Wish you luck with the Blue Jays, Ben, and thanks for what you did while you was here. Welcome to the organization, Frank. Hope you’ll be able to work your way to the main club.
This post-season, for the first time since 2005, the Phils decided not to make a pick in the Rule 5 draft, as the organization this year did not see anyone in the minor league farm systems that were left unprotected by the other 29 major league teams that they thought would make an immediate impact on the main club.
While they did not make any pick ups, the Phils lost four players in their minor league system, with three of them being taken in the minor league portion of the draft. The four are right-handed pitcher Lenny Castillo, who was picked up by the Cubs from the Phils’ Class A Lakewood team, where, in 2011, he went 4-2 with a 2.54 ERA. Castillo, who was selected in the Major League portion of the draft, will now have to remain on the Cubs’ roster for the 2012 season, unless the Cubs offer him back to the Phils if he doesn’t make it through spring training. In the Minor League phase, the Phils lost left-hander Andrew Loomis to the Orioles, shortstop Travis Mattair to the Reds and catcher Francisco Diaz to the Pirates.
With the Phils not picking up a player through the draft, it means that they will not have to reserve a spot on the regular season 25 man roster for 2012, and I, personally, am glad, since it means that all of the positions can only be filled by those who had either been on the team in the previous season, picked up by the team via free agency or trades during the present off-season or are already in the Phils’ minor league system.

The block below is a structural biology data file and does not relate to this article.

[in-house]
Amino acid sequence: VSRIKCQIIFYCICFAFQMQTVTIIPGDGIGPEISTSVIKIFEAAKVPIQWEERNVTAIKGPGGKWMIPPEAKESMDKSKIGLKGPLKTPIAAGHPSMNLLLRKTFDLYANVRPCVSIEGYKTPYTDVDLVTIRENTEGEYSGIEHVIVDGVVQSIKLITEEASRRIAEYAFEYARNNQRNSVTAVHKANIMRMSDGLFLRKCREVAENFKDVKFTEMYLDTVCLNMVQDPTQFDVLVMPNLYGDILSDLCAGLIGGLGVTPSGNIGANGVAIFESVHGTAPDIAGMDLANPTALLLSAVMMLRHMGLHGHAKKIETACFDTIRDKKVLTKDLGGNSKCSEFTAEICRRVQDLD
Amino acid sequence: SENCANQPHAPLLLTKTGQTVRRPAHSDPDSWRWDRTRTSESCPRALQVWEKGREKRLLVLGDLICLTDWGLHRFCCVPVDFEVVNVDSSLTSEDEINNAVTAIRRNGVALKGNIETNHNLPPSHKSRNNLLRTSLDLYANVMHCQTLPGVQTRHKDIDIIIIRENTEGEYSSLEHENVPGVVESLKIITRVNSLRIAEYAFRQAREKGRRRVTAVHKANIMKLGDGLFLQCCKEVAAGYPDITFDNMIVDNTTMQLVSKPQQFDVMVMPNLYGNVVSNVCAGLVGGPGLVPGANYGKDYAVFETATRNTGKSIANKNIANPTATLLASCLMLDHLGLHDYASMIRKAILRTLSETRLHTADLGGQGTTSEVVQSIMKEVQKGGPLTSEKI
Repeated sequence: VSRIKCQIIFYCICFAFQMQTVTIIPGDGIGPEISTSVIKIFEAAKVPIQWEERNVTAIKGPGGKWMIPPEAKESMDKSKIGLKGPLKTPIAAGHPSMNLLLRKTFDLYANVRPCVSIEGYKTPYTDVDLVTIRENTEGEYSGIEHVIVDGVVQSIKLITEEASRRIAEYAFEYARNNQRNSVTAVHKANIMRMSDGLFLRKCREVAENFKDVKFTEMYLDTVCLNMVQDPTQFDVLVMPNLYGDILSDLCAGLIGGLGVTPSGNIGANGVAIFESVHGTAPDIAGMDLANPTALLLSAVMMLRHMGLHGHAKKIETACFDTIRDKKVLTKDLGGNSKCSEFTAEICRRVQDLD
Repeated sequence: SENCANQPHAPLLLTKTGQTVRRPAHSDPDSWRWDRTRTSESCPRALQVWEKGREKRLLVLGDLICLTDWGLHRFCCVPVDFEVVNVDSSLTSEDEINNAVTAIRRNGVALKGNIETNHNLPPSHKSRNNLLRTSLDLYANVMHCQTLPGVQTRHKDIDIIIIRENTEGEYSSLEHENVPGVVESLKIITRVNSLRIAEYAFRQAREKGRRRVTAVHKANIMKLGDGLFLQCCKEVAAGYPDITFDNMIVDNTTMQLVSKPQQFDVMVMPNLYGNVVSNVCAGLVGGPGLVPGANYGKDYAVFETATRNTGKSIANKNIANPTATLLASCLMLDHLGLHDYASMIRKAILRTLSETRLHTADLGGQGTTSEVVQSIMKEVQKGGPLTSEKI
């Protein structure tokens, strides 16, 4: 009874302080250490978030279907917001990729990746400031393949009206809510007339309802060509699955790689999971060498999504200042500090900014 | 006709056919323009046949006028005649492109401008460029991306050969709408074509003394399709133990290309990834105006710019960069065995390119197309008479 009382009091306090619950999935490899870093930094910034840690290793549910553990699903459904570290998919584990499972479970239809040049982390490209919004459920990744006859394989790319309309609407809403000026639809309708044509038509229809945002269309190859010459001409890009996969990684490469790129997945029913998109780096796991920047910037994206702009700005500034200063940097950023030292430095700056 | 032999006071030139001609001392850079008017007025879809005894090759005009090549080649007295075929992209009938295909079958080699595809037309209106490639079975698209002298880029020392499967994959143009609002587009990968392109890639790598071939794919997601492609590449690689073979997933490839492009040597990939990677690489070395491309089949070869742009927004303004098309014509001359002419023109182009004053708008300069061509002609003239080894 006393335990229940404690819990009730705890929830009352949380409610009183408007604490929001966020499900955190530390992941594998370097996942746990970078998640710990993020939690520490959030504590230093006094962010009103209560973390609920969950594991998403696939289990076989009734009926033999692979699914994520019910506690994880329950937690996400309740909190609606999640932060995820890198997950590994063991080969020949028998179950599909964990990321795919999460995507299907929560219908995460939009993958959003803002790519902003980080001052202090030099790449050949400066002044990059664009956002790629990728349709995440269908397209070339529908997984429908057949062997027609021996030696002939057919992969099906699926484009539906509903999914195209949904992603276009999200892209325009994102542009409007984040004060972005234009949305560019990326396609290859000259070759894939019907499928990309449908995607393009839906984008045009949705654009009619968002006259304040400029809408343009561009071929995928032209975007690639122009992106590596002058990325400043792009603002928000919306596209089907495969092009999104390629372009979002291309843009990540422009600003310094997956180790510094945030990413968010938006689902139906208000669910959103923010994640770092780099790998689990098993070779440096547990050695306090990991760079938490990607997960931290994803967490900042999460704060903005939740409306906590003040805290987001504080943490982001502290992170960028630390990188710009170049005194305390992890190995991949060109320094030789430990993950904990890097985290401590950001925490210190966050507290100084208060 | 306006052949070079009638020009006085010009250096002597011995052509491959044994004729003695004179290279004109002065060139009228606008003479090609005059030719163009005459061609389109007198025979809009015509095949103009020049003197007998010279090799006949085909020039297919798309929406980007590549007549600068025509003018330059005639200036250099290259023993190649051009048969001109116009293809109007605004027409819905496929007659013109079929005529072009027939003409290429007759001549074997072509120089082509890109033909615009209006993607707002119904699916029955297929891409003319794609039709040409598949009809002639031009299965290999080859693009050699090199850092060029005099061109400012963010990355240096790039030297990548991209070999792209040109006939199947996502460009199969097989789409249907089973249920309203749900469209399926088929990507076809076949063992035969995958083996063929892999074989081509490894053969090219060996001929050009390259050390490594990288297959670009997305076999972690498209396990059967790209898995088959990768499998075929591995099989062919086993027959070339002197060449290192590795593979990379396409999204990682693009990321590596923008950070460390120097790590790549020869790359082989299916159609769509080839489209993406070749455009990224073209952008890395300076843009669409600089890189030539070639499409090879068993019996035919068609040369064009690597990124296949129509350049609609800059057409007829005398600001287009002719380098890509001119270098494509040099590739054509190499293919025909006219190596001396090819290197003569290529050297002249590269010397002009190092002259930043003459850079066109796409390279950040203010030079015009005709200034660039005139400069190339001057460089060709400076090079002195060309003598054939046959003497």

Okay guys, lets see if we can now nail down Jimmy Rollins to a contract.
Yesterday, MLB.com announced who they consider to be Major League Baseball’s top 50 prospects. Among the fifty were two players in the Phillies’ farm system: Dom Brown, who came in at number 4 and Jonathan Singleton, who came in at 30.
Dom Brown, who is expected to join the team during spring training, to serve as part of a platoon in right field with Ben Francisco, to replace the just departed Jayson Werth, spent part of 2010 playing the outfield for both Double-A Reading and Triple-A Lehigh Valley. He batted .327, with an on-base percentage of .391 and a .589 slugging percentage, in 389 at-bats, as he hit 22 2Bs, 4 3Bs, 20 HRs and 68 RBIs for the two farm teams, before joining the major league ballclub during the summer after Shane Victorino got hurt. With limited playing time, as he stay with the ballclub through the playoffs, he batted .210 with 3 2Bs, 2 HRs and 13 RBIs in 62 at-bats, showing at the same time both his potential and his rawness. The Phils sent him to the Dominican Winter League to give him the at-bats he did not get while riding the bench during the last two months of the regular season, but he was sent home after struggling at the plate. So, he will be out to prove himself during spring training, to prove that he deserves to be with the big league ballclub.